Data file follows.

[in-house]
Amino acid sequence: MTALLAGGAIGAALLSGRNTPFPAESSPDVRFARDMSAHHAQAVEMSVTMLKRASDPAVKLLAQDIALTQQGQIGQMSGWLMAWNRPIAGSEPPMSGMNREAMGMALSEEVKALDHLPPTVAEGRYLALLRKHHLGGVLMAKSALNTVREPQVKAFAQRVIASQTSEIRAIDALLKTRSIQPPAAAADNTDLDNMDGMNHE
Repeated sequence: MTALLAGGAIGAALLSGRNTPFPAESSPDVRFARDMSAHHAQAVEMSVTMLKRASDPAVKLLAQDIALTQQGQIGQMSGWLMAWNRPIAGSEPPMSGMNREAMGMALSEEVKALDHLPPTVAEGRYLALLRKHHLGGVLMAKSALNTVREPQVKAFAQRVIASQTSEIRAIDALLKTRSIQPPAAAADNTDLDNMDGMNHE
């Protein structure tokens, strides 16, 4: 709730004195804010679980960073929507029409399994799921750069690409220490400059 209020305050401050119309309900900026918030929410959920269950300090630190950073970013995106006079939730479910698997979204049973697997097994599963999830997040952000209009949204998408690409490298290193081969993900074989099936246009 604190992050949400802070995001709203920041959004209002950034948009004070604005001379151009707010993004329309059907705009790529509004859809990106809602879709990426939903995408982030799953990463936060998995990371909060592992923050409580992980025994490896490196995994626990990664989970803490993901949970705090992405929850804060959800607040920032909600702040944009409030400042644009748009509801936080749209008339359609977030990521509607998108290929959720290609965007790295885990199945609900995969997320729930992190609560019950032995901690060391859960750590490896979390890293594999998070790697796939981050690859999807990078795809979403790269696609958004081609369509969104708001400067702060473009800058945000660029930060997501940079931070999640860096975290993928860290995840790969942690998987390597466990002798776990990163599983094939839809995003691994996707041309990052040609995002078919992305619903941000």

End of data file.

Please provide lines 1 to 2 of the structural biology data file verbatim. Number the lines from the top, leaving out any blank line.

[in-house]
Amino acid sequence: MTALLAGGAIGAALLSGRNTPFPAESSPDVRFARDMSAHHAQAVEMSVTMLKRASDPAVKLLAQDIALTQQGQIGQMSGWLMAWNRPIAGSEPPMSGMNREAMGMALSEEVKALDHLPPTVAEGRYLALLRKHHLGGVLMAKSALNTVREPQVKAFAQRVIASQTSEIRAIDALLKTRSIQPPAAAADNTDLDNMDGMNHE